Uzma Sarwar MD
Coincident with greater use of highly active antiretroviral therapy (HAART), chronic liver disease has become one of the leading causes of death amongst HIV patients. This reflects the high prevalence of chronic liver diseases in the HIV-infected; almost a third of HIV-seropositive patients are afflicted with liver disease, predominantly as a result of hepatitis B and/or hepatitis C co-infection. Given their increased life-span, many HIV-infected patients now progress to end-stage liver disease, where they used to succumb to the effects of HIV prior to death due to liver disease, in the pre-HAART era. Liver transplantation is commonly considered for treatment of end-stage liver disease among the HIV seronegative population, but the situation is not as clear-cut for patients infected with HIV.
In the past, HIV was considered an absolute contraindication to liver transplant due to the infecteds’ overall poor prognosis and their inability to continue immunosuppressive therapy post transplant. The winds have now shifted and liver transplantation is now considered possible in this population. However, only 26 centers in the United States consider HIV-positive patients for liver transplant. Preliminary reports on the safety and efficacy of transplant in HIV positive patients are encouraging, having revealed that carefully selecting HIV-infected patients to receive solid organ transplants results in low rejection rates, few opportunistic infections and survival rates comparable to non HIV-seropositive patients. An outcome study of nineteen HIV patients conducted in 2002 by Roland, et al. at UCSF is particularly salient. In this study, transplanted patients, whose baseline CD4 cell count was 280 and whose plasma viral load was between undetectable and 115,000, experienced a low graft rejection rate of 21% after 300 days post-transplant. Another retrospective analysis of 15 HIV-infected patients (baseline CD4 cell count >100 and plasma viral load between undetectable and 141,000) who underwent transplant from 1999 to 2006 at the University of Miami, showed similar survival rates when compared with 857 HIV-uninfected patients, after 38 months median follow-up. However the HIV patients did have a higher rate of infectious complications.It should be noted that these studies did not specifically examine patients who underwent liver transplantation, but all HIV patients receiving solid organ transplants. Therefore, it is necessary for studies to specifically examine outcomes of liver transplantation in the HIV-infected population. Further, studies comparing long-term survival between transplanted HIV-infected and uninfected patients have yet to be reported.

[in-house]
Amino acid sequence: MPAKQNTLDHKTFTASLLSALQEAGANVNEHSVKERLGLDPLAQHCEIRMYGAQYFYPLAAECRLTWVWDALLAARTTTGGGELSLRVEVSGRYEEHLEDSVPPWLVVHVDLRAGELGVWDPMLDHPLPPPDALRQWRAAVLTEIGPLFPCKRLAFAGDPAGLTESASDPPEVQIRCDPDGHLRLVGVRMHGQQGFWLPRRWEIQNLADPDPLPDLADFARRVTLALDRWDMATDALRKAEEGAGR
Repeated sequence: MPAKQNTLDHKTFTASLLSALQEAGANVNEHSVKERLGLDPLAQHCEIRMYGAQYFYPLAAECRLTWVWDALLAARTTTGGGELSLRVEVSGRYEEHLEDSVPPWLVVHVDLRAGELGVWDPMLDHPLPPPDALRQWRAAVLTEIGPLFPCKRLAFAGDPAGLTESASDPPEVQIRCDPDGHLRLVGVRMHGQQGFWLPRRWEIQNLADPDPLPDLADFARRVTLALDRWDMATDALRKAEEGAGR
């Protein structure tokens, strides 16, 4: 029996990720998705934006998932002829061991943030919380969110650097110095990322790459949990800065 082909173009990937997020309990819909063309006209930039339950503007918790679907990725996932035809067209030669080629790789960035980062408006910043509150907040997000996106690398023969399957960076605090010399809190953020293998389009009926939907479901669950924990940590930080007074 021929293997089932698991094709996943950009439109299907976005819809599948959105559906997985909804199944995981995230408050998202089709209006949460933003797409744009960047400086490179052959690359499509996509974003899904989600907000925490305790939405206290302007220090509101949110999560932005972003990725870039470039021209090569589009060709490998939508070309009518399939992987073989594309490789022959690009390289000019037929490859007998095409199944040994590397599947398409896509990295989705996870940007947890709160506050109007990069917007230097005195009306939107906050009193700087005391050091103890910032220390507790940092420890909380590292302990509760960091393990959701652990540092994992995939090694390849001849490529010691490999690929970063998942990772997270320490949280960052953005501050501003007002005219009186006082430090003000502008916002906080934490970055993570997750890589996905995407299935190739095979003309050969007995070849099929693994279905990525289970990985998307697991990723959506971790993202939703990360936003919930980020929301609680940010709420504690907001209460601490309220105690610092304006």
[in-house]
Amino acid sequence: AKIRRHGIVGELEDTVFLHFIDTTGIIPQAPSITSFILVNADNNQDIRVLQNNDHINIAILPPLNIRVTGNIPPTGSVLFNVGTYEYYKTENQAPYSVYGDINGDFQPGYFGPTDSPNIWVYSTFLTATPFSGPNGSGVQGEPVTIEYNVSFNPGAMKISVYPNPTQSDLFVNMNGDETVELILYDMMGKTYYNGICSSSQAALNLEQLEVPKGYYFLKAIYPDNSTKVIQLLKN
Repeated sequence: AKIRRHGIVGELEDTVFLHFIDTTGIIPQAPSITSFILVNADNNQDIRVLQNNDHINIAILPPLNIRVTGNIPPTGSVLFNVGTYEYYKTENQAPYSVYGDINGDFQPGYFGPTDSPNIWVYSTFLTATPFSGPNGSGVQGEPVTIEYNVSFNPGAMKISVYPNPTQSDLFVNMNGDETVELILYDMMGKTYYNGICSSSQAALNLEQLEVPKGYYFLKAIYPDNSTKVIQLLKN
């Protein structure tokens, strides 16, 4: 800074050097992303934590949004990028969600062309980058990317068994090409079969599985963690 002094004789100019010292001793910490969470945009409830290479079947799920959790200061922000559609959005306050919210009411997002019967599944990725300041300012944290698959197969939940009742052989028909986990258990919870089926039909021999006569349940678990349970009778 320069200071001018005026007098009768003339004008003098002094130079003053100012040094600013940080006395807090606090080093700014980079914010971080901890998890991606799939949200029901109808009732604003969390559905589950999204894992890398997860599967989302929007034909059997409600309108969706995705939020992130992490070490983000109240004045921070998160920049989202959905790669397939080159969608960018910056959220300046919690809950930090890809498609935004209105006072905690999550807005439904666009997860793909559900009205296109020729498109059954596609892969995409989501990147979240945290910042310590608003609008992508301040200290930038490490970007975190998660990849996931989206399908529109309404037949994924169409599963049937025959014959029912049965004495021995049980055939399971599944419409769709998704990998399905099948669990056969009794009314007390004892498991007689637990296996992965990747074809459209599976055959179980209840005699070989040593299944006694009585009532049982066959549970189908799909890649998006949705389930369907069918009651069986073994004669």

In addition to the traditional criteria used for transplant eligibility, HIV patients have stricter inclusion criteria for consideration and enrollment. Some of the prominent criteria that have been utilized in previous studies are included below.
Life expectancy greater than 5 years
CD4 cell count greater than 200 for over 6 months pre-transplant
Adherence to stable HAART regimen
Absence of any AIDS defining illness
Plasma viral load less than 50 copies/ml
Presence of any cancer diagnosis
Any untreated chronic illness (included tuberculosis)
Greater than 3 classes of viral resistance
Persistent HIV viremia
Any non-compliance with HAART
To conclude, with careful and stringent selection criteria, HIV-infected patients may be considered for liver transplantation. They appear to have similar short-term survival post-transplant as do HIV-uninfected patients, although more studies are needed to evaluate their long-term prognosis.
Dr. Sarwar is a third year internal medicine resident at NYU Medical Center.
Reviewed by Michael Poles MD, Associate Editor, Clinical Correlations, Assistant Professor of Medicine, NYU Division of Gastroenterology
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